According to ABA Journal, Mayer Brown, a global legal services firm, is trimming some of its colleagues in London. The cuts are a second round of layoffs at Mayer Brown this 2012, and affect less than 20 non-lawyer staff. Legal Week reported an earlier layoff in May 2012, involving about 16 support and legal staff.
Mayer Brown is an example of the bad news in the legal market, where the legal sector lost 1,400 jobs in August 2012. To combat the challenging economy, here are a few strategies to find a job:
1. Stay positive: Though a job search may not seem to garner anything at first blush, ignore the negatives, and a person will ultimately found a great job. Surround yourself with positive people. Many famous and articulate people discover that we have the ability to choose our attitude in any circumstance, and shift our perception of reality. Use optimism as a strategy for creating a better future. Instead of looking at the job market as truly impossible, judge it as a merely difficult puzzle you have yet to solve.
2. Focus on areas that are hiring: Certain areas, such as healthcare and energy law, are expected to show growth this year. Study business publications for growth areas. Law is an intersection between business, science, and government. Even if you do not take on an attorney role right away, you it is not impossible to move into a legal position after getting to know people in the industry. Many employers advertise jobs when they are not sure of exactly what they need. When an employer is ready to hire, the title is just as negotiable as the salary.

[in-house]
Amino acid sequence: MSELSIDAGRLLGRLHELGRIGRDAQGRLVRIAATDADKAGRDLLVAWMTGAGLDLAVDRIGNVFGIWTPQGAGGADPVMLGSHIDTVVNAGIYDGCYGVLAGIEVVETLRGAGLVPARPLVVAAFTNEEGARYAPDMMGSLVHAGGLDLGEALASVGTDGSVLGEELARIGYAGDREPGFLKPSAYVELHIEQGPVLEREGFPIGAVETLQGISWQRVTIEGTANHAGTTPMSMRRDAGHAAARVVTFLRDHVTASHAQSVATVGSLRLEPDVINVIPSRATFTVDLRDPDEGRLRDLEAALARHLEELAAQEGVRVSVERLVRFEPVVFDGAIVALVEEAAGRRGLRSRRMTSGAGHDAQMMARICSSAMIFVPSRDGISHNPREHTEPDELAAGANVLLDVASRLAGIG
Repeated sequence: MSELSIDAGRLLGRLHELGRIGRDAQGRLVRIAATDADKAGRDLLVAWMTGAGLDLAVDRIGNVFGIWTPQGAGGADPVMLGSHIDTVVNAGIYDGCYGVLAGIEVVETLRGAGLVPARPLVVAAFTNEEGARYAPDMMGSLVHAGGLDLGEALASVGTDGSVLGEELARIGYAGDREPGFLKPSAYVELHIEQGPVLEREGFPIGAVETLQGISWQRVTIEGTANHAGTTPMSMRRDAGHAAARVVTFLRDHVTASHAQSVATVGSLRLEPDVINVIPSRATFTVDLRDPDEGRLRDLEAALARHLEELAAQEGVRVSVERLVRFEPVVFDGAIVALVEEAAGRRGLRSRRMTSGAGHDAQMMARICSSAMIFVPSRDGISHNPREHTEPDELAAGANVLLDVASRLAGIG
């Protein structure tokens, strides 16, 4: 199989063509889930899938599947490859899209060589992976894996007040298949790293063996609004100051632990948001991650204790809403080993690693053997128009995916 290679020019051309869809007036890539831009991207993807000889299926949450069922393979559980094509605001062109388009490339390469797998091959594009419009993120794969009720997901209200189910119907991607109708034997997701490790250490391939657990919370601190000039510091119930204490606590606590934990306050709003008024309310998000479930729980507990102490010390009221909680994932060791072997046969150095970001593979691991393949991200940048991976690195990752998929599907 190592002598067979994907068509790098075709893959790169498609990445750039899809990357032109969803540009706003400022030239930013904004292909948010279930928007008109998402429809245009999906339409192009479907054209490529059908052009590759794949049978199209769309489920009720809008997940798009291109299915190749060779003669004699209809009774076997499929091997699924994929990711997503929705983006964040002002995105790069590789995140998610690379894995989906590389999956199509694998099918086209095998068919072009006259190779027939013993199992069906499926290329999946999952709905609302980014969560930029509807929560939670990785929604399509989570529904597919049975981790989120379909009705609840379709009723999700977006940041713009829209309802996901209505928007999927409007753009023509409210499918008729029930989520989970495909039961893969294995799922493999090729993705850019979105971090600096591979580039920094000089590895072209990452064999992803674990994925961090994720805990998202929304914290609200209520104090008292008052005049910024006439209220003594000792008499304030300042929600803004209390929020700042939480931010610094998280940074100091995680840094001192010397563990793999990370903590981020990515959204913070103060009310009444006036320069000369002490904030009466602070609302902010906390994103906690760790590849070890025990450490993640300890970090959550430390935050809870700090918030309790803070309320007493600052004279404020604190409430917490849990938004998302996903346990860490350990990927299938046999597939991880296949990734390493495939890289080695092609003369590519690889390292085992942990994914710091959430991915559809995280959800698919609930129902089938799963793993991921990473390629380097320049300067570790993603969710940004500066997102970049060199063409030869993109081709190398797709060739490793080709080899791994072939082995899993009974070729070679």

3. Attend events at your school: For law students, this may be easy to do, but for alumni, it is still possible. Many schools welcome their alumni back to the career center, and offer online databases, counseling with advisers, and seminars for practitioners at alumni events, luncheons and CLE programs. Not only do you stay fresh on what employers are out there, you get to meet current students and other alumni.
4. Keep in touch with professors: Just because you are out of law school does not mean you cannot keep relations with your professors. They are a good resource for employment contacts because many of them do more than just teach. They write articles, attend political events, keep up with the legal community.
5. Target your résumés and cover letters: Do not use the same resume or cover letter for each job ad you see. Tailor your resumes and cover letters to the employers. Resumes and cover letters are considered to be marketing materials, not biographies.
Update: Lots of Job are available, Please do subscription at Granted.com for latest updates.Strategic Ways to Find Employment after a Layoff by Harrison Barnes